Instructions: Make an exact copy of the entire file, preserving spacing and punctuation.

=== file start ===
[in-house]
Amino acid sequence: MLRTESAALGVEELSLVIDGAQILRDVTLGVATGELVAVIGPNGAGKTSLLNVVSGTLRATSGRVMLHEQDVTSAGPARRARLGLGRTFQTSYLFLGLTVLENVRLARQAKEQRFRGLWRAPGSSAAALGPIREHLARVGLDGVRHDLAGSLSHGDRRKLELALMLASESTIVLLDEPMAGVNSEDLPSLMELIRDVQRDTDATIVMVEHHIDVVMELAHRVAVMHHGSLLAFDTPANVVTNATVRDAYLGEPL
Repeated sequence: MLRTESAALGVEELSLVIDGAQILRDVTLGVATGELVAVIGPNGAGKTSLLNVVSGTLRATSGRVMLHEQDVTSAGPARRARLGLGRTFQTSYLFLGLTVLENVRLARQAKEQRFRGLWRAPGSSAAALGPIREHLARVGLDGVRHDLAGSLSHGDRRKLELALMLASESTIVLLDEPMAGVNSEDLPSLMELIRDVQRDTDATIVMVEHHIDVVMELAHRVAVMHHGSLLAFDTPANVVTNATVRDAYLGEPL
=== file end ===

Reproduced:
[in-house]
Amino acid sequence: MLRTESAALGVEELSLVIDGAQILRDVTLGVATGELVAVIGPNGAGKTSLLNVVSGTLRATSGRVMLHEQDVTSAGPARRARLGLGRTFQTSYLFLGLTVLENVRLARQAKEQRFRGLWRAPGSSAAALGPIREHLARVGLDGVRHDLAGSLSHGDRRKLELALMLASESTIVLLDEPMAGVNSEDLPSLMELIRDVQRDTDATIVMVEHHIDVVMELAHRVAVMHHGSLLAFDTPANVVTNATVRDAYLGEPL
Repeated sequence: MLRTESAALGVEELSLVIDGAQILRDVTLGVATGELVAVIGPNGAGKTSLLNVVSGTLRATSGRVMLHEQDVTSAGPARRARLGLGRTFQTSYLFLGLTVLENVRLARQAKEQRFRGLWRAPGSSAAALGPIREHLARVGLDGVRHDLAGSLSHGDRRKLELALMLASESTIVLLDEPMAGVNSEDLPSLMELIRDVQRDTDATIVMVEHHIDVVMELAHRVAVMHHGSLLAFDTPANVVTNATVRDAYLGEPL